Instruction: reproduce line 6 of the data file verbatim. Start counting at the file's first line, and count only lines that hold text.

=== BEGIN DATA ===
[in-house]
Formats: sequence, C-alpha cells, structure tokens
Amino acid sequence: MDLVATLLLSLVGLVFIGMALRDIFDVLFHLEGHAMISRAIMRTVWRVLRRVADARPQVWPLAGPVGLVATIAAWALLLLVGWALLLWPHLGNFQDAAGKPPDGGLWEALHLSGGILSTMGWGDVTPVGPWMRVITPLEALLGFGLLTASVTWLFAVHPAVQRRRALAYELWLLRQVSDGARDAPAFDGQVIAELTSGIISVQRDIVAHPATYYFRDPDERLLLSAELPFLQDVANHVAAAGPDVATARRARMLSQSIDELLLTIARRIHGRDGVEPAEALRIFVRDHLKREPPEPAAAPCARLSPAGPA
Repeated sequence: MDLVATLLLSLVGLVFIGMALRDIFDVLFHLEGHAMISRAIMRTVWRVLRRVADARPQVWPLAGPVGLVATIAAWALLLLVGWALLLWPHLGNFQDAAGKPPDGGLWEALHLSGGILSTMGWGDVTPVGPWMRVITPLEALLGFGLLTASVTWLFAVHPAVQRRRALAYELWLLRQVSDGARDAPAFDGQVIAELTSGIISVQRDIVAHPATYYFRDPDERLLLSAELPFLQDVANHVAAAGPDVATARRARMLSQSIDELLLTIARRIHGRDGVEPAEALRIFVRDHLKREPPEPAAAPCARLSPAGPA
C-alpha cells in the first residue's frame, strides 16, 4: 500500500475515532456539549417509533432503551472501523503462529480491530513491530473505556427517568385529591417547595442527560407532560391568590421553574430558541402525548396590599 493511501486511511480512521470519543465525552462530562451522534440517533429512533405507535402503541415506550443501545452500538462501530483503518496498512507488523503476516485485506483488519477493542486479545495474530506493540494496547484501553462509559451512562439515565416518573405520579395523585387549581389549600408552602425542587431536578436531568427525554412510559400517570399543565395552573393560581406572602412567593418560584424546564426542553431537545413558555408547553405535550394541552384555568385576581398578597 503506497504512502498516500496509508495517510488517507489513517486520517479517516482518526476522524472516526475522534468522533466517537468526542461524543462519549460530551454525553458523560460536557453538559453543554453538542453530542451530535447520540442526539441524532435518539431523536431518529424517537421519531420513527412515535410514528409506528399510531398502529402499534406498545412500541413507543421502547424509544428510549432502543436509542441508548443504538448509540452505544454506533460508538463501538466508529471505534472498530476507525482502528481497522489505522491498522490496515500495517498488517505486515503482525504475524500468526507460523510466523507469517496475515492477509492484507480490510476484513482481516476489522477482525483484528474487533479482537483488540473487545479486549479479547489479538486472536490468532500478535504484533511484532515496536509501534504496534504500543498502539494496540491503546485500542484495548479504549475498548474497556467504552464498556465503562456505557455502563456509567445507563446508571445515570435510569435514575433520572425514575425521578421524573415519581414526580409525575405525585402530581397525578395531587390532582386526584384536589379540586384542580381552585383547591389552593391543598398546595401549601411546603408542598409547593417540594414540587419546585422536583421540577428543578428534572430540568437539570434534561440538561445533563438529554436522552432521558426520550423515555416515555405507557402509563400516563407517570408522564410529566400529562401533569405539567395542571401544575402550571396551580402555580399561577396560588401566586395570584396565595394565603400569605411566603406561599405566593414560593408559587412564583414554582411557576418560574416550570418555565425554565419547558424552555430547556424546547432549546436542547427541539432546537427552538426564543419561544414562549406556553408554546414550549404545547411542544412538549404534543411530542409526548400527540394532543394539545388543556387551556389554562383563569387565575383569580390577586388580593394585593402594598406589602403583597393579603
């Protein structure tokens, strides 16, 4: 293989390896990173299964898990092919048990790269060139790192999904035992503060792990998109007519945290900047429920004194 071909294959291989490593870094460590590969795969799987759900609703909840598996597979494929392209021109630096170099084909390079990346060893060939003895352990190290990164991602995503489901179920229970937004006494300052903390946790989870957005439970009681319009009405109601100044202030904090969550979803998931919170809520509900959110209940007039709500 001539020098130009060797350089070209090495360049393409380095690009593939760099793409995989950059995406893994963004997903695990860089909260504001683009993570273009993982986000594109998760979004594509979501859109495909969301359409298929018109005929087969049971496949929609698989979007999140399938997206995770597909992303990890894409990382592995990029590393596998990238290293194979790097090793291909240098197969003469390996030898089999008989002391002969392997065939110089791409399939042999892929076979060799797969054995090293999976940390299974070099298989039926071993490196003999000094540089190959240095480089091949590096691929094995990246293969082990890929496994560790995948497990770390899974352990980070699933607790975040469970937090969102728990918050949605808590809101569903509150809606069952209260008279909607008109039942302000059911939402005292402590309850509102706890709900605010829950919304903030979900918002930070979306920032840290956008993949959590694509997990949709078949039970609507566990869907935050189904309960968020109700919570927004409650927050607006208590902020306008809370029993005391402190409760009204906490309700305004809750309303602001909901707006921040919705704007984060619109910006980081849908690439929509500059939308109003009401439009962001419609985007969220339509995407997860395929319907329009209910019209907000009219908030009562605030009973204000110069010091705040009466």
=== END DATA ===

């Protein structure tokens, strides 16, 4: 293989390896990173299964898990092919048990790269060139790192999904035992503060792990998109007519945290900047429920004194 071909294959291989490593870094460590590969795969799987759900609703909840598996597979494929392209021109630096170099084909390079990346060893060939003895352990190290990164991602995503489901179920229970937004006494300052903390946790989870957005439970009681319009009405109601100044202030904090969550979803998931919170809520509900959110209940007039709500 001539020098130009060797350089070209090495360049393409380095690009593939760099793409995989950059995406893994963004997903695990860089909260504001683009993570273009993982986000594109998760979004594509979501859109495909969301359409298929018109005929087969049971496949929609698989979007999140399938997206995770597909992303990890894409990382592995990029590393596998990238290293194979790097090793291909240098197969003469390996030898089999008989002391002969392997065939110089791409399939042999892929076979060799797969054995090293999976940390299974070099298989039926071993490196003999000094540089190959240095480089091949590096691929094995990246293969082990890929496994560790995948497990770390899974352990980070699933607790975040469970937090969102728990918050949605808590809101569903509150809606069952209260008279909607008109039942302000059911939402005292402590309850509102706890709900605010829950919304903030979900918002930070979306920032840290956008993949959590694509997990949709078949039970609507566990869907935050189904309960968020109700919570927004409650927050607006208590902020306008809370029993005391402190409760009204906490309700305004809750309303602001909901707006921040919705704007984060619109910006980081849908690439929509500059939308109003009401439009962001419609985007969220339509995407997860395929319907329009209910019209907000009219908030009562605030009973204000110069010091705040009466």